Preparing sushi rice isn't difficult, but it does take time between stages. Rinse the rice  thoroughly in a sieve. Use your hands to move it around to get out the starch out. It may take several washes, but when the water runs clear,  drain and place in a saucepan with the lid on. Leave to sit for an hour.

Add two cups of tap water to the pan and bring to the boil. As soon as it starts boiling, turn the heat down to a simmer and cover tightly. Simmer for 20 minutes then don't take the lid off, just turn the heat off and let it sit for another 20 minutes. While it is standing mix the vinegar. salt and sugar together and stir to dissolve.

Transfer the rice to a big, preferably plastic mixing bowl. Pour the vinegar mixture over the rice and with a wooden spoon cool it down by making chopping movements through the rice. You want to cool it down by 'slicing' or chopping the rice, rather than turning it over as it keeps the grains intact and stops it becoming mushy.

When the rice has completely cooled, cover with a lid or place in a Tupperware. Sushi rice dries out quickly so it's good to keep it covered while you work

Now, bring in the kids and give them each a bowl of water and a plate. Using wet hands, each child needs to make a ping pong ball sized piece of rice by rolling it gently around in their palms. When it is roughly the right shape, break it open and insert a few pieces of salmon and cucumber inside

Remake the ball so that there is no filling showing. Continue until the rice is finished. Serve with bowls of soy, ginger and wasabi for the more adventurous

Spring has sprung! Wild garlic, chicken and cheese quesadillas

Wild garlic has finally arrived in the hedgerows, and I am in heaven. It's definitely my favourite foraged food, and I am trying to create a new recipe every day at the moment to keep up with the supply. Quesadillas are a kind of toasted sandwich made with wraps and my kids absolutely love them as they're so easy to make, but they tend to stick to the standard-issue ham and cheese variety. So this recipe is to get them experimenting with a protein-packed snack with a seasonal twist.

You can use a pizza wheel to slice the finished quesadilla into triangles, which also travel well, stacked and wrapped in foil. Serves 4

 

8 soft white tortilla wraps

300g grated strong cheddar, divided into four equalpiles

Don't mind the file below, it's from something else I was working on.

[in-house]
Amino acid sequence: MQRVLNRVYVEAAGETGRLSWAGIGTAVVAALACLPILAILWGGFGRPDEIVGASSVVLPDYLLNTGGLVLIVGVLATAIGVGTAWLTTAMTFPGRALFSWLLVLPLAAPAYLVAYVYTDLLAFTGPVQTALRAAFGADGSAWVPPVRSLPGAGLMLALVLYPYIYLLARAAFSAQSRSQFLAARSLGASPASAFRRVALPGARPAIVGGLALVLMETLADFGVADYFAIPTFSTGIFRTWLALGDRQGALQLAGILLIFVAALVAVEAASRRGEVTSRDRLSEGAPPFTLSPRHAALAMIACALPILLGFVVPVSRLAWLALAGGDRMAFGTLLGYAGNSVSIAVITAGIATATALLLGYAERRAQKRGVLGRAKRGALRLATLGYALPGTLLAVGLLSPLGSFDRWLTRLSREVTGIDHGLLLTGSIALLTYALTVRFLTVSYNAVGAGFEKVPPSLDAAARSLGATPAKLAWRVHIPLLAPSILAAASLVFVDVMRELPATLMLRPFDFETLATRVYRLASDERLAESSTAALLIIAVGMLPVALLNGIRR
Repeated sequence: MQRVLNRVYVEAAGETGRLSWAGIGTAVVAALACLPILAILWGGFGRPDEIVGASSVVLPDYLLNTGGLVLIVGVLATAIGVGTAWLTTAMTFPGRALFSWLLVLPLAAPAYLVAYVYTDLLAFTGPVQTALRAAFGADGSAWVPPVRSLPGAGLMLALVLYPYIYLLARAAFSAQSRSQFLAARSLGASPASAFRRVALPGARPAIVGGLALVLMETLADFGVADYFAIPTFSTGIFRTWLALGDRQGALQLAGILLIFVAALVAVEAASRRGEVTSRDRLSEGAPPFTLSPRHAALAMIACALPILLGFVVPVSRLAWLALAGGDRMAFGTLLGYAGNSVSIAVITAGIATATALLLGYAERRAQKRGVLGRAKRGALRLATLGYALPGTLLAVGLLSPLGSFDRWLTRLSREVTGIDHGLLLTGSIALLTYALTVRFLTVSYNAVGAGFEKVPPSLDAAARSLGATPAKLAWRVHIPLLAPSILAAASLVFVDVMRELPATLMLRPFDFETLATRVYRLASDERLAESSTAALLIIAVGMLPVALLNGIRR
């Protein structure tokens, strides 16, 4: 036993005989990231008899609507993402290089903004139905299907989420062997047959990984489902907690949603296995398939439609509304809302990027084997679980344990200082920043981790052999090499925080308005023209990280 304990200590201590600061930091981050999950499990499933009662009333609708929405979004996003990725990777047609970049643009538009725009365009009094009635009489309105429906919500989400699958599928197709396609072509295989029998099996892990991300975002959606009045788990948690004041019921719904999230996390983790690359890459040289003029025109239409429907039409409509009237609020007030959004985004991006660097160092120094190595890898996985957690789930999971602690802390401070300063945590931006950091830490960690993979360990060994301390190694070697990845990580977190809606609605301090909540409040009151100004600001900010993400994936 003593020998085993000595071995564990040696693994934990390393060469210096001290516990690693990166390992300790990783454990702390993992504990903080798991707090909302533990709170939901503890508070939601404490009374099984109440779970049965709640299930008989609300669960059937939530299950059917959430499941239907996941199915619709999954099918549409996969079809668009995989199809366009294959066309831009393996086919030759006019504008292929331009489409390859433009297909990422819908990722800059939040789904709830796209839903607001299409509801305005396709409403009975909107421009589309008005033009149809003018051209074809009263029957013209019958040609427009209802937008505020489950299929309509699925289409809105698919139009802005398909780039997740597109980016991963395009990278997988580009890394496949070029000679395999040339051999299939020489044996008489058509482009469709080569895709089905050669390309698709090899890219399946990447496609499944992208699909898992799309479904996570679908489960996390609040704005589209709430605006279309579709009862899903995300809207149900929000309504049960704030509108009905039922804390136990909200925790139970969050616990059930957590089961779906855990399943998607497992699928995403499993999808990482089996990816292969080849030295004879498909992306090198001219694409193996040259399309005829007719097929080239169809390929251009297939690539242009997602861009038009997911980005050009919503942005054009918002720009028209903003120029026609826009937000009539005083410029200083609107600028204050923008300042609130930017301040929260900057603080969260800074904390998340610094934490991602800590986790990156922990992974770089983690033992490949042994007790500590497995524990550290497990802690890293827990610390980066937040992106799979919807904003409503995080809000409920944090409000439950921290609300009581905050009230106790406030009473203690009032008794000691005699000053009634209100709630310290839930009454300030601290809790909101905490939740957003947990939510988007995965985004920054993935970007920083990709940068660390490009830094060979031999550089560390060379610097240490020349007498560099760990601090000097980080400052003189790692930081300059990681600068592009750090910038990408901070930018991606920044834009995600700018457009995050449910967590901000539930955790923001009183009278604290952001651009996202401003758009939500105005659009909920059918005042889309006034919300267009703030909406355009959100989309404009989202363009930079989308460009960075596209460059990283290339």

250g cooked chicken chopped in small pieces

4 tbsp finely chopped young wild garlic leaves

salt and pepper

4 tbsp sour cream

4 tsp olive oil

 

Lay out the tortillas and scatter half the grated cheese evenly over all four wraps.

Sprinkle over the cooked chicken and wild garlic. Finish by adding the rest of the pile of cheese, and smooth until everything is evenly distributed.Season with salt and pepper.

Lay out the four remaining tortillas and spread a tablespoon of sour cream over each one, then place one each on top of the existing cheese covered wraps

Heat a large frying pan, big enough to take the whole wrap without folding it and add a teaspoon of oil. Carefully place a filled quesadilla in the pan and cook over a medium heat until it is crispy and the cheese is starting to melt. Check if the bottom of the quesadilla is cooked by lifting up a corner with a spatula. It should be golden, not blackened.

When the bottom is cooked, slide the whole tortilla onto a plate and cover tightly with another plate. Flip it over and slide back into the pan to cook the other side. When both sides are golden and the cheese has melted, eat!

I love chicken pie

February is the time to celebrate love in all its forms, and this was my Valentines supper last month for the three local magazines who feature my recipes. This is universally loved by everyone in my home, and hopefully will be in yours too.  This recipe for 'I love chicken pie' is taken from my book ‘Food for your brood’ and is one of the most popular meals I have ever cooked.

Chicken Pie is the ultimate comfort food. With a pie on the table, friends feel welcome, children are reassured and grown ups come over all nostalgic for days and recipes long past. Old fashioned pies,  particularly those made from Christmas leftovers, traditionally mix poultry and pig, using remaindered turkey with chopped up boxing day gammon to impart a salty sweetness. My take on this is sausage meatballs, which are tasty and provide a good excuse for kids to help by squeezing meat out of the skins. Use flavoured or super herby sausages if you want extra flavour as they will finish the pie off beautifully.